Roald Dahl’s books bring back a great deal of fantastic memories largely because he is such an animated and wicked storyteller whose stories appeal to large masses of audiences, rather than being primarily constrained to children per se.
Through James Trotter, who brought me on board his big peach with his six insect friends, I entered into the world of Roald Dahl where children and the weaker ones in the society are empowered to effect changes for themselves. Although Trotter suffered for years under his abusive aunts, his hard work, resourcefulness and camaraderie helped him successfully escape his unfortunate fate.
Such a similar theme resonates in his other books such as the highly popular Charlie and the Chocolate Factory. Director Tim Burton said in a 2005 interview he responded to make the book into a movie because it respected the fact that children can be adults.
“It was one of the first times you had children’s literature that was a bit more sophisticated and dealt with darker issues and feelings,” he said. “Sinister things are a part of childhood.”
Apart from Charlie Bucket, the poor lad who lives with his parents, paternal and maternal grandparents in a rickety old house, the four other children who won the golden tickets were all warped characters. One is mad about TV, the other a glutton, another a gum addict and the last, a spoilt brat; but the most heartening part is to know that none of them had a good ending.
Watch the trailer for the movie below:
As a young child, reading Dahl’s books made me feel really good for days where I envisioned that as kids, if I am willing to work hard and be good, I could possibly change the world and overthrow the world of the adults… which essentially did not happen.
It is the combination of his active imagination, picturing big, friendly giants who blow dreams into people when they are asleep, together with his eye for details, having step-by-step instructions on how to identify real witches – particularly English ones, that captivates the hearts and minds of children through ages.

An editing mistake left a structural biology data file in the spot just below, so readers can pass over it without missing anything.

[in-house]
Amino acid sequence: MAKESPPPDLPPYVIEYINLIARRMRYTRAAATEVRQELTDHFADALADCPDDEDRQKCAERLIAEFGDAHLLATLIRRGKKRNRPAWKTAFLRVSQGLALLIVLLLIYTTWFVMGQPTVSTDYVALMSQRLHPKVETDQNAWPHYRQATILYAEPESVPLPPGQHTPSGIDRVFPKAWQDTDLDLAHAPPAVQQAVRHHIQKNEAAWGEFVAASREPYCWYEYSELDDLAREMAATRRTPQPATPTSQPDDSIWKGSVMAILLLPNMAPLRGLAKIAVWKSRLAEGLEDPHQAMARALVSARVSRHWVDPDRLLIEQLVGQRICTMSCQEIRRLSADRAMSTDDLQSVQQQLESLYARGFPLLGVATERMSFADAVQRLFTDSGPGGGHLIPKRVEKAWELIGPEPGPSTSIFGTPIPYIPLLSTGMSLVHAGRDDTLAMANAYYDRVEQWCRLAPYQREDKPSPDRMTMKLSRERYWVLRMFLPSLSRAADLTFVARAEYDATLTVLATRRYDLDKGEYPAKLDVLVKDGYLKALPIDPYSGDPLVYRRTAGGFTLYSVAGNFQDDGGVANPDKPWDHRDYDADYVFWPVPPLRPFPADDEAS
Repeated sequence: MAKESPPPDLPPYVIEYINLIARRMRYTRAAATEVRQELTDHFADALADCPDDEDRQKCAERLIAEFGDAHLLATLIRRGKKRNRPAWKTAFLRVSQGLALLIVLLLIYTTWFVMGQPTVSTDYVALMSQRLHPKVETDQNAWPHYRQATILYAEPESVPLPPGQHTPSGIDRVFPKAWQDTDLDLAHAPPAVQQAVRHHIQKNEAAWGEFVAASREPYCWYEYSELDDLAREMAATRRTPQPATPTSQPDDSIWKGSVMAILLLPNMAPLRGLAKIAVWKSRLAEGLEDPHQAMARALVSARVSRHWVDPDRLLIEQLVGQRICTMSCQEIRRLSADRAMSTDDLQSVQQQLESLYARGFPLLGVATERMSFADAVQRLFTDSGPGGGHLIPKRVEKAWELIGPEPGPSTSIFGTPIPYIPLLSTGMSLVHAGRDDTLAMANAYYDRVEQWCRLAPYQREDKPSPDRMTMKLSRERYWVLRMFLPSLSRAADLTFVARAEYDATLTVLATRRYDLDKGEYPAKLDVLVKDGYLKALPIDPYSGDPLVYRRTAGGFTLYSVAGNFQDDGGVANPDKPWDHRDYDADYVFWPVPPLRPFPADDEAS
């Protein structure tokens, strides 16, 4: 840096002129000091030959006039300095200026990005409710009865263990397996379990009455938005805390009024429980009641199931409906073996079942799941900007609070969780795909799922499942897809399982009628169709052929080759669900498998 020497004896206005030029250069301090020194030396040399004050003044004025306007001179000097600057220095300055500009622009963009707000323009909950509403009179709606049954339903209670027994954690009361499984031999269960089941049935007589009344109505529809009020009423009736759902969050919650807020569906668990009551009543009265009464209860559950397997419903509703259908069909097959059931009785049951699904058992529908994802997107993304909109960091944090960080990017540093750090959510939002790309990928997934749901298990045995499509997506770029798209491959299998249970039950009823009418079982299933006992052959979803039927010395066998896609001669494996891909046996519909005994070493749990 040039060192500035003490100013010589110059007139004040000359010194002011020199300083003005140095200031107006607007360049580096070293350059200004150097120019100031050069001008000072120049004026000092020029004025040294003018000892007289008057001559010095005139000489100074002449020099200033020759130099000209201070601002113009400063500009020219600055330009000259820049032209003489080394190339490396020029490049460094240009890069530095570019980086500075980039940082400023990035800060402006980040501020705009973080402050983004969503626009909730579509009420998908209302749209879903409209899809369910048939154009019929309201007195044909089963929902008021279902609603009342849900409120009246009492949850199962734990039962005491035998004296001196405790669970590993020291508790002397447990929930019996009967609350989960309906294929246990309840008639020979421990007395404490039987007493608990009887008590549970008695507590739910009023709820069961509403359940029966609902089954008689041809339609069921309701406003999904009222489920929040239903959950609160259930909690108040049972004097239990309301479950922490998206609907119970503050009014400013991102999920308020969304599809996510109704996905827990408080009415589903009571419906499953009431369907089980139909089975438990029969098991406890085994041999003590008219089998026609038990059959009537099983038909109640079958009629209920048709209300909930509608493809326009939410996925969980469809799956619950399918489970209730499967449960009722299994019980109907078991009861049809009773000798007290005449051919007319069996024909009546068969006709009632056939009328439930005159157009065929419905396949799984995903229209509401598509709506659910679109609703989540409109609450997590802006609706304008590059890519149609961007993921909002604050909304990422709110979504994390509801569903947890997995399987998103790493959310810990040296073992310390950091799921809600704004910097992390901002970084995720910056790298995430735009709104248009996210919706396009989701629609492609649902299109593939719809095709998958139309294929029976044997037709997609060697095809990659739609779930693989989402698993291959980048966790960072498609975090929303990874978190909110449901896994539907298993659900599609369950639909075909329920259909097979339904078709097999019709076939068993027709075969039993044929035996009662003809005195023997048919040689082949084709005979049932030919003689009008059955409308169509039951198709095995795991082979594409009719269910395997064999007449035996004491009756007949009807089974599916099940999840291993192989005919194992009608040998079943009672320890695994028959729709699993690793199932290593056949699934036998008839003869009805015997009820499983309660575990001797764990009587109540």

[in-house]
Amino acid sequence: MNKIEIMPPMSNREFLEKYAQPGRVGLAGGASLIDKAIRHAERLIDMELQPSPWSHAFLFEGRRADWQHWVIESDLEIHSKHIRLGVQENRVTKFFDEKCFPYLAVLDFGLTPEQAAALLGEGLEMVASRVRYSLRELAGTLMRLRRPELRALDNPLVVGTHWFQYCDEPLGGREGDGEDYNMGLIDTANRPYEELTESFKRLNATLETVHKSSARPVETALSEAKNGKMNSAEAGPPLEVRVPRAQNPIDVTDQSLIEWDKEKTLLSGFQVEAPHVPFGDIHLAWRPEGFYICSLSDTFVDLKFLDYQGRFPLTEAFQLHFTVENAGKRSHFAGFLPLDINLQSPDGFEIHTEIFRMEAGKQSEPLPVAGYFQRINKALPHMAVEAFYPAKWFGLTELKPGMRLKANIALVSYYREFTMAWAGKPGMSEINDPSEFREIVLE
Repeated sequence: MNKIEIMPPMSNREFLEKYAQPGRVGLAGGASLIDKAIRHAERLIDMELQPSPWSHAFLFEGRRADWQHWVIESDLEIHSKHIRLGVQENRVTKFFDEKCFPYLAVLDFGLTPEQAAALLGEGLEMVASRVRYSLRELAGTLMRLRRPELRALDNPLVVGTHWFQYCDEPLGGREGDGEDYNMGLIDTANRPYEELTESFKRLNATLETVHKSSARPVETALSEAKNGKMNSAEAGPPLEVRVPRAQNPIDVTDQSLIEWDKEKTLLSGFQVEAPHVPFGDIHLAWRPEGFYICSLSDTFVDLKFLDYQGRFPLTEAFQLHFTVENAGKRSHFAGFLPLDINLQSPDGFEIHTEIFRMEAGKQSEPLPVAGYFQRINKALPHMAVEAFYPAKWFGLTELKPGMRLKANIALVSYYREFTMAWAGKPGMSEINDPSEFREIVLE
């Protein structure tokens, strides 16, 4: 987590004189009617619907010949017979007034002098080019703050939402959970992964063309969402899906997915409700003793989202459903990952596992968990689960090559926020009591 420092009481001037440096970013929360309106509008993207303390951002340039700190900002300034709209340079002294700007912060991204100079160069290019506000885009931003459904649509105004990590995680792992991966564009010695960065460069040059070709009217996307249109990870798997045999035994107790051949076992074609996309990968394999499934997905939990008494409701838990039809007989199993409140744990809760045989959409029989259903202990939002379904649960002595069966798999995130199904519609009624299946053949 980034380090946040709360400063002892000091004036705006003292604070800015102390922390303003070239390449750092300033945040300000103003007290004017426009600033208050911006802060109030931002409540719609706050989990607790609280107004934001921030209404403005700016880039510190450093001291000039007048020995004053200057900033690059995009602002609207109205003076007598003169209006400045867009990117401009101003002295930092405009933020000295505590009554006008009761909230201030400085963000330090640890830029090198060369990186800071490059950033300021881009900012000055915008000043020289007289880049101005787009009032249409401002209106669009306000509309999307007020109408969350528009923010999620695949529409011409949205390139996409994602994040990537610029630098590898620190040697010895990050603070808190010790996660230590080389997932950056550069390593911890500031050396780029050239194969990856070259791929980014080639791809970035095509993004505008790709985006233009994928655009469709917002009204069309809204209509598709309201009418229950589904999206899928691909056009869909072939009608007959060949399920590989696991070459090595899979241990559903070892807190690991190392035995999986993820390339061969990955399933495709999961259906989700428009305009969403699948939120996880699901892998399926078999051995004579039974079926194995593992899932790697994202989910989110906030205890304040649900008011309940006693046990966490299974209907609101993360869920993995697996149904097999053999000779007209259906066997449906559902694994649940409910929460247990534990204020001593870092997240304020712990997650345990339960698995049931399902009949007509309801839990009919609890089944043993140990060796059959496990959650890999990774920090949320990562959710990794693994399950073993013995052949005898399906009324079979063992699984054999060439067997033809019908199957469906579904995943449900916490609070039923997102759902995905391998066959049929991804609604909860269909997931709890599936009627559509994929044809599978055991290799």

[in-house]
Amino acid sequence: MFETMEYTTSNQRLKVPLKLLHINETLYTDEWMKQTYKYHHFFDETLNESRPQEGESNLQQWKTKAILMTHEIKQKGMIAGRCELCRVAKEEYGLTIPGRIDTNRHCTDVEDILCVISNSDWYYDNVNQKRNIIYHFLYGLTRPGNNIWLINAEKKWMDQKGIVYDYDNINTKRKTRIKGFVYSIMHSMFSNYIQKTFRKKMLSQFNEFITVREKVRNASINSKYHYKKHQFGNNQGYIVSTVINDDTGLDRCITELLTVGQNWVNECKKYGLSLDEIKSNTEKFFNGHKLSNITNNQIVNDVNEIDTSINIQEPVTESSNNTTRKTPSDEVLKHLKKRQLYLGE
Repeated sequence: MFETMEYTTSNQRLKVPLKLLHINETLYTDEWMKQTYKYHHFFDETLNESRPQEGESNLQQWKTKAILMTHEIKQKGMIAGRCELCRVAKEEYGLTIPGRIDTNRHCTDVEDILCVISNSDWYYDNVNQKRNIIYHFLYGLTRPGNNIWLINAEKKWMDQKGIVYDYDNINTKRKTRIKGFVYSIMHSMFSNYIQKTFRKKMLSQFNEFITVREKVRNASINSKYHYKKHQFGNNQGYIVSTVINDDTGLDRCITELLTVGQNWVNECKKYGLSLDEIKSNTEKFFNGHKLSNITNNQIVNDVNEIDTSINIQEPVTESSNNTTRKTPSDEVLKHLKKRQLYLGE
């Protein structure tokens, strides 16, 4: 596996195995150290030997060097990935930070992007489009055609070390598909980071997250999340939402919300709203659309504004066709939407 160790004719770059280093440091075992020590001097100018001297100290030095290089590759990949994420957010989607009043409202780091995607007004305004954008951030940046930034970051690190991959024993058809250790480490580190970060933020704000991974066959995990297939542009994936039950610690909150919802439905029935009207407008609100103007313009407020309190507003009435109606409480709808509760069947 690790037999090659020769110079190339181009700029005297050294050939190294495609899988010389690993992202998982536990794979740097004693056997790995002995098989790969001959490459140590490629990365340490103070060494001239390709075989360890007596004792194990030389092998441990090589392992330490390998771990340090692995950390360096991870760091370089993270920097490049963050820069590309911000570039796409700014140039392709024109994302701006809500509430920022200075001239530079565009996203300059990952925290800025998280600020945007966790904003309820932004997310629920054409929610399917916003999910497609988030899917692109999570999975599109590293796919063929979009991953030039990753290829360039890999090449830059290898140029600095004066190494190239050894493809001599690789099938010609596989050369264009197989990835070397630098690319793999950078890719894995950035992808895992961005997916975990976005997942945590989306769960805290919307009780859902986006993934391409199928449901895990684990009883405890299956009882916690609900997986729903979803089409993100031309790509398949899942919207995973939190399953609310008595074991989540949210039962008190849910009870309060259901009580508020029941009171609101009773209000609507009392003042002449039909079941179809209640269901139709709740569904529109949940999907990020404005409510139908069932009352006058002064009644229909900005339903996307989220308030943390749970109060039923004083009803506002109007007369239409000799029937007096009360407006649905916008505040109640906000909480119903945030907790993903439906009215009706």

As compared to another great British writer Enid Blyton, who is also featured in this series (click here to read the post), Dahl’s books are in general lengthier and is built around a very clear central character(s) whom the title of the book is usually named after. Think Mathilda and the BFG.
Moreover, his plots are also much less simpler than Blyton’s, often adding in some dark humor or sick twist to the plot. For instance, in The Twits, Mr. and Mrs. Twit are not the usual human beings you will usually meet on the streets. They are ugly, disgusting and stupid, spotting long raggedy hair that are in all ways bitterly cruel to anything alive, including animals and children. When the animals had the chance to take revenge, they fooled the Twits into gluing them on the ceiling, leaving them hanging upside down until they all disappear, leaving nothing but a puddle of water. The ending is not exactly sweet or inspiring but is rather written in a cynical manner typical of Dahl’s poignant and humorous style.
When discussing about Dahl, it would a disservice to not discuss about Quentin Blake, the illustrator whose scribbly lines became the best companion of Dahl’s words. Blake helps puts a face on all of Dahl’s characters through his creative, helping define the visual outlook of Dahl’s books.
I must say it is an absolute joy while reading paragraphs describing Mathilda’s intelligence, to allow your eyes to drift to the artwork of her staring at the newspaper, which is disproportionately bigger than her body.
Moreover, his drawings also remind me of how kids typically draw and scribble for they look like rough sketches rather than polished pieces of art, giving his drawings a childish sense of fun.
As such, critics went as far as to comment, “Dahl and Blake are… the Lennon and McCartney of children’s literature.”
Roald Dahl Day is coming on Tuesday, September 13. Click here to find out various party ideas to join in the fun!